A new initative by Collins dictionaries could change the way that dictionaries are compiled forever. The company is asking members of the public to submit words to be considered for future editions.
Submission is clearly not a guarantee of success – all suggested words are put through the same rigorous assessment that a word selected by an editor would then undergo. But the amount of coverage this story has received, together with the number of words being suggested, shows just how interested people are in the evolution of English and the new words that are constantly emerging.
It is also encouraging to see some of the words being suggested, with Wordability favourites such as omnishambles and Tebowing battling with cyberstalking, amazeballs and mantyhose for attention. At this stage, nobody knows how many of these will finally be accepted. But if they are, it will prove that the acceptance process is becoming as quick as it needs to be in the age of the internet.
The level of interest has been something of a surprise to Alex Brown, the head of digital at Harper Collins. Wordability spoke to him shortly after the launch of the What’s Your Word initiative, and during the conversation, the 2,000th word was submitted. It was prairiedogged, the feeling of helplessness that overtakes you when co-workers in neighbouring cubicles constantly pop their heads up to ask you trivial, silly or frivolous questions. It was subsequently rejected by editors.
Its rejection confirms that this is still serious dictionary-making, with the submission process the only part which has been opened up. Alex told me: “This isn’t Urban Dictionary. We still have a team of editors and researchers who moderate to see if the words meet the minimum level of criteria and we are not changing that as we see it as a strength. The site opens a window on that whole process.”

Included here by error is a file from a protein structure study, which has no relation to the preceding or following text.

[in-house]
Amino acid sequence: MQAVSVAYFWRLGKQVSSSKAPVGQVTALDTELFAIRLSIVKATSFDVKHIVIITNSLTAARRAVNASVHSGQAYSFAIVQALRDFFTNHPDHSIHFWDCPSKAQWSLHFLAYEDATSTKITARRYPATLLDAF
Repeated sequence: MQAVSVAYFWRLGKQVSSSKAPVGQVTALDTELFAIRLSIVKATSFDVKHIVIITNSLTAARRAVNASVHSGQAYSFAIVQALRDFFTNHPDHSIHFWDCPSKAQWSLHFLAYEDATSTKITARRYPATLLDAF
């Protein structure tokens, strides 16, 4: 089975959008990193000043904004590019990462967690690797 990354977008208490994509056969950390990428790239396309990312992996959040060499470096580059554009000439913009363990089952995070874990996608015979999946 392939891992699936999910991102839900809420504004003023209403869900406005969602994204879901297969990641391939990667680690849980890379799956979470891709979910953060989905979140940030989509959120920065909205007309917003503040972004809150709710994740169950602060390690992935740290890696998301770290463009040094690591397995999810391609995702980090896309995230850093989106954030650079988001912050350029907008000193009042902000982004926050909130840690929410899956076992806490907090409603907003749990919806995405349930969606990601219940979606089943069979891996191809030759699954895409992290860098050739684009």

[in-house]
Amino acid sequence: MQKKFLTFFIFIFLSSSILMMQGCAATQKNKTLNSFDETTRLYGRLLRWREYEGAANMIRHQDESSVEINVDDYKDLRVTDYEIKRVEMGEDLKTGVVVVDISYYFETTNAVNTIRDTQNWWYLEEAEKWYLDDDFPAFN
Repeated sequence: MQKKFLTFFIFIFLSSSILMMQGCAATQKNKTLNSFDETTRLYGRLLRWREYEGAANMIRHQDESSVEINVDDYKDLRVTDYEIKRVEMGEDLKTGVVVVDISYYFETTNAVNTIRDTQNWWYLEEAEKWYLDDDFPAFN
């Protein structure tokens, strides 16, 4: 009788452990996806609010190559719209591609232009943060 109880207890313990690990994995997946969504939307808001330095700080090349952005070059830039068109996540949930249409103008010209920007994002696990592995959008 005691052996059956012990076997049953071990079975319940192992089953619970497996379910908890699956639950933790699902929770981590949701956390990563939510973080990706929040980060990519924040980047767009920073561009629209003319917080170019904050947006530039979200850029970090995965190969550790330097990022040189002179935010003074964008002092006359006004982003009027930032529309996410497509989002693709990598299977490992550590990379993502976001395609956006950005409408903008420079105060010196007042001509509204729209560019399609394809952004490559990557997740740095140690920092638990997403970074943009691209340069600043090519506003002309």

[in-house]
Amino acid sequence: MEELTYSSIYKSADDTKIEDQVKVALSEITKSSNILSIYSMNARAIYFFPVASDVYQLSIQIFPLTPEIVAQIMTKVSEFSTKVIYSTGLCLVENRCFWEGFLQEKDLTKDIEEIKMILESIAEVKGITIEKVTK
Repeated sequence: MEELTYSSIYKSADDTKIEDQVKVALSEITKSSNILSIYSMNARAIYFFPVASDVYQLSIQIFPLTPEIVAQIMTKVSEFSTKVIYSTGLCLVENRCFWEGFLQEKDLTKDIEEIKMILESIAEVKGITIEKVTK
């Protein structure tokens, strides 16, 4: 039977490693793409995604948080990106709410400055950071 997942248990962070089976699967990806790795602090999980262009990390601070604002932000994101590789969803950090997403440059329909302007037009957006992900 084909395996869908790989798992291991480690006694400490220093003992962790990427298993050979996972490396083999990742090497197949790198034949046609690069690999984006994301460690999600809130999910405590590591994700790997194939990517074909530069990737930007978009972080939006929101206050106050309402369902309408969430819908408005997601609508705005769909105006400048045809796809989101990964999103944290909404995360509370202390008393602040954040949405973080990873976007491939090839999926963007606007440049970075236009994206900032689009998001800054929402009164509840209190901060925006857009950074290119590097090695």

He said that while they expected to receive words from technology and social media, there have been some surprises. “We have been surprised by the number of regional dialect words, and some of them are difficult to find evidence of because they are spoken not written. The global nature has also been a surprise, with quite a lot of words from India, for example, which are concepts around religion or food.”
Alex said that What’s Your Word will now be a permanent feature of the Collins process. At the moment, words which are approved still have to wait a few weeks to receive their dictionary stripes, but in time, he would like to see that process made live.
One of the advantages of this process is that words can now reach dictionaries quicker. I have often bemoaned how slow the Oxford English Dictionary is to accept new words, and while Collins will still have the final say, What’s Your Word will perform the vital process of recognising that language change itself has changed, and that the dictionary process needs to evolve along with that.